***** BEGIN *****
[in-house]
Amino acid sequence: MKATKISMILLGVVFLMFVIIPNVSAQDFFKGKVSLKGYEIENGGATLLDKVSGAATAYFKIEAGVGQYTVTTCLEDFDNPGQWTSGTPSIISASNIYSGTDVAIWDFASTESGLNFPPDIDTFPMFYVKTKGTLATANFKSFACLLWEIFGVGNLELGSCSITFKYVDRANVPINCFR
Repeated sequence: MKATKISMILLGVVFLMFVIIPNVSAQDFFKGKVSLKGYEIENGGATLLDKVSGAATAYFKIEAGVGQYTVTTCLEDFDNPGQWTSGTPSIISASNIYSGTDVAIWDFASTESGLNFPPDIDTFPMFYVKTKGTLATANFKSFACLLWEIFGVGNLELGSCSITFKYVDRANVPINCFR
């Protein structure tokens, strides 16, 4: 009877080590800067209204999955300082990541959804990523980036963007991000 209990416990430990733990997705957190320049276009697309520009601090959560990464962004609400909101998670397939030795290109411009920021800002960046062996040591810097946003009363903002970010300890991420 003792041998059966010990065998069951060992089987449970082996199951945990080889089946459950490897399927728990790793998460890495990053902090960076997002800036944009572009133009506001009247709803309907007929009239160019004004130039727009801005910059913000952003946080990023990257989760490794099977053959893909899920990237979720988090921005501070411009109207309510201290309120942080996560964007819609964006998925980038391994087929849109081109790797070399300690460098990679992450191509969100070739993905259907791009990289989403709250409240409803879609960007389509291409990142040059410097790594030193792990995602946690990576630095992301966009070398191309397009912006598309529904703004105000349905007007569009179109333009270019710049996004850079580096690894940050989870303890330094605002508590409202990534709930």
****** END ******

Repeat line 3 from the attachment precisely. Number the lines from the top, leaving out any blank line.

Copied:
Repeated sequence: MKATKISMILLGVVFLMFVIIPNVSAQDFFKGKVSLKGYEIENGGATLLDKVSGAATAYFKIEAGVGQYTVTTCLEDFDNPGQWTSGTPSIISASNIYSGTDVAIWDFASTESGLNFPPDIDTFPMFYVKTKGTLATANFKSFACLLWEIFGVGNLELGSCSITFKYVDRANVPINCFR